Any book that I find on abstract algebra is somehow advanced and not OK for self-learning. I am high-school student with high-school math knowledge. Please someone tell me a book can be fine on abstract algebra? Thanks a lot.
Abstract Algebra Theory and Applications Thomas W. Judson
You can also find it online in here.
Three books I know of that really are high school level are listed below. Although the books thus far listed (Gallian, Herstein, Fraleigh, Pinter, etc.) are fine texts, these are standard upper undergraduate college level textbooks, not books specifically written for good (but not necessarily near genius level) high school students.
Irving Adler, Groups in the New Mathematics. An Elementary Introduction to Mathematical Groups Through Familiar Examples, The John Day Company, 1967, 274 pages.
Francis [Frank] James Budden, The Fascination of Groups, Cambridge University Press, 1972, xviii + 596 pages.
Israel Grossman and Wilhelm Magnus, Groups and Their Graphs, New Mathematical Library #4, Random House, 1964, viii + 195 pages.
Abstract algebra by John Fraleigh and JA Gallian Contemporary Abstract Algebra
I'm astonished that this wasn't mentioned:
This book is designed for prospective and practicing high school mathematics teachers, but it can serve as a text for standard abstract algebra courses as well. The presentation is organized historically: the Babylonians introduced Pythagorean triples to teach the Pythagorean theorem; these were classified by Diophantus, and eventually this led Fermat to conjecture his Last Theorem. The text shows how much of modern algebra arose in attempts to prove this; it also shows how other important themes in algebra arose from questions related to teaching. Indeed, modern algebra is a very useful tool for teachers, with deep connections to the actual content of high school mathematics, as well as to the mathematics teachers use in their profession that doesn't necessarily "end up on the blackboard."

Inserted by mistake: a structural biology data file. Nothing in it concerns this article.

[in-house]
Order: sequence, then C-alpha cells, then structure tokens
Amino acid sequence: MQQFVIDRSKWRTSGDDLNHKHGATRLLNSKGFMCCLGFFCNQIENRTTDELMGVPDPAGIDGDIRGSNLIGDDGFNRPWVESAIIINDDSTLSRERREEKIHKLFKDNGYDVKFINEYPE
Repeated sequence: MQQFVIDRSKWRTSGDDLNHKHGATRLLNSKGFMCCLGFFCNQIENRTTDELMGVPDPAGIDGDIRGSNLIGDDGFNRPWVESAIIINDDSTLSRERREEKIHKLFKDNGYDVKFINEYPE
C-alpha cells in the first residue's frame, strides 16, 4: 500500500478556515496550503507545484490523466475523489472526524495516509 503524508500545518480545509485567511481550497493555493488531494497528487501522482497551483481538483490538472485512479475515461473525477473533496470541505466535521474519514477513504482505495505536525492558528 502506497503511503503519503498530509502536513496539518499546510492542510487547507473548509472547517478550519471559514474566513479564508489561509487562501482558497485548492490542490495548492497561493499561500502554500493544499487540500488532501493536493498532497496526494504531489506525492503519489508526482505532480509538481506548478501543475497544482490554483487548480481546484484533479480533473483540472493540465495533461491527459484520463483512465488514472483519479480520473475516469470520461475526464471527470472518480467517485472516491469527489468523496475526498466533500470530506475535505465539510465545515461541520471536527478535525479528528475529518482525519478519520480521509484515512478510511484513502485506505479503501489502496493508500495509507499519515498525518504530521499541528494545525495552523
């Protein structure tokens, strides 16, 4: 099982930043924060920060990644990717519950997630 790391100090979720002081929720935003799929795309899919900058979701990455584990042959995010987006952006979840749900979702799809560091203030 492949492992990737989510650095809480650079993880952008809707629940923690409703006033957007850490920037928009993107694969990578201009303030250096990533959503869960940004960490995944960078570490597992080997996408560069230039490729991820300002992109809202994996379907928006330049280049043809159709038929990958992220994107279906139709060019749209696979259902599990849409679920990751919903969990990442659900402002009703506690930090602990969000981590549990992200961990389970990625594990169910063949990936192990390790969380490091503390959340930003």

The focus is on number theory, polynomials, and commutative rings. Group theory is introduced near the end of the text to explain why generalizations of the quadratic formula do not exist for polynomials of high degree, allowing the reader to appreciate the more general work of Galois and Abel on roots of polynomials. Results and proofs are motivated with specific examples whenever possible, so that abstractions emerge from concrete experience. Applications range from the theory of repeating decimals to the use of imaginary quadratic fields to construct problems with rational solutions. While such applications are integrated throughout, each chapter also contains a section giving explicit connections between the content of the chapter and high school teaching.
Table of Contents
- Early Number Theory
- Modular Arithmetic
- Abstract Algebra
- Arithmetic of Polynomials
- Quotients, Fields, and Classical Problems
- Cyclotomic Integers
- Epilog References
I am also in high school and two books I've used and found very accessible are:
1) 'Visual Group Theory' by Nathan Carter (the diagrams and illustrations are excellent, a bit pricey though)
2) 'Book of Abstract Algebra' by Charles C. Pinter (the 'Dover books on Mathematics' series of mathematics books are all worth a look)
I can attach the contents if you want.
When I was in high school (60 years ago) I stumbled on W. W. Sawyer's A Concrete Approach to Abstract Algebra. Google found it free at https://archive.org/stream/AConcreteApproachToAbstractAlgebra/Sawyer-AConcreteApproachToAbstractAlgebra#page/n5/mode/2up - I've linked to the page that describes why it might be suitable for you.
Try Pinter's A Book of Abstract Algebra. Over half the book is extended problems that you're gently led through as you sort of discover algebra on your own. There are nice applications to computer science, genetics and kinship networks too. You'll have a great time!
Stahl's Introductory Modern Algebra, a historical approach is worth a look for the way it takes you very early on, after a minimum of pain, to a handwaving (but satisfying for me!) understanding of some of the classic results (quadrature of the circle, constructibility of regular polygons). He also covers an offbeat topic -- the cubic equation (i.e. the next thing after the quadratic equation) -- which is surprisingly interesting (even after you apply the formula, it can take some trickery to simplify your result). But I wouldn't embark on Stahl if I wanted to learn the standard results in the standard order; consider it supplementary reading.
Herstein is way harder than either of these. If you're in high school and you can handle Herstein (like, you can work his medium-difficulty problems on your own), you should look for a pro mathematician to mentor you. (At that point you're probably one of the best students your high school teacher has ever seen, maybe he/she could help you find someone.)